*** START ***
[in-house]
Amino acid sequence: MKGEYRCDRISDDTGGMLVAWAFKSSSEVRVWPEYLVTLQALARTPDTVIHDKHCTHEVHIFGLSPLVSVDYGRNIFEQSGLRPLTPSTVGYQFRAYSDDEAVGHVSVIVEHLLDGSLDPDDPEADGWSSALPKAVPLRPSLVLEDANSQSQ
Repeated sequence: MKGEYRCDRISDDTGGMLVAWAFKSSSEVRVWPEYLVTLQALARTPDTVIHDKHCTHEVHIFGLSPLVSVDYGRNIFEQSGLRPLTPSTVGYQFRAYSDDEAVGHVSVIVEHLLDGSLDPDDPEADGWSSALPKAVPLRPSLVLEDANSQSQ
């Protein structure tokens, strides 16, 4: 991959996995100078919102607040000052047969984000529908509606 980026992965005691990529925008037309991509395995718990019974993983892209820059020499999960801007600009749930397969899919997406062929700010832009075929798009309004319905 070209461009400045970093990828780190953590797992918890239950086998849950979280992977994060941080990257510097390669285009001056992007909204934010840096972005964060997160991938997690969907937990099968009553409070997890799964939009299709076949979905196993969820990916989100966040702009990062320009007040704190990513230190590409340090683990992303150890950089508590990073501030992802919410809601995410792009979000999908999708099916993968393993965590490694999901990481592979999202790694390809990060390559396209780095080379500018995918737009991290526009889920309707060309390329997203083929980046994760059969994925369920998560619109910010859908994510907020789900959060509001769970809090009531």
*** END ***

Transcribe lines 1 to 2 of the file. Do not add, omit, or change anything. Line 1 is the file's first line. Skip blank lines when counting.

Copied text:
[in-house]
Amino acid sequence: MKGEYRCDRISDDTGGMLVAWAFKSSSEVRVWPEYLVTLQALARTPDTVIHDKHCTHEVHIFGLSPLVSVDYGRNIFEQSGLRPLTPSTVGYQFRAYSDDEAVGHVSVIVEHLLDGSLDPDDPEADGWSSALPKAVPLRPSLVLEDANSQSQ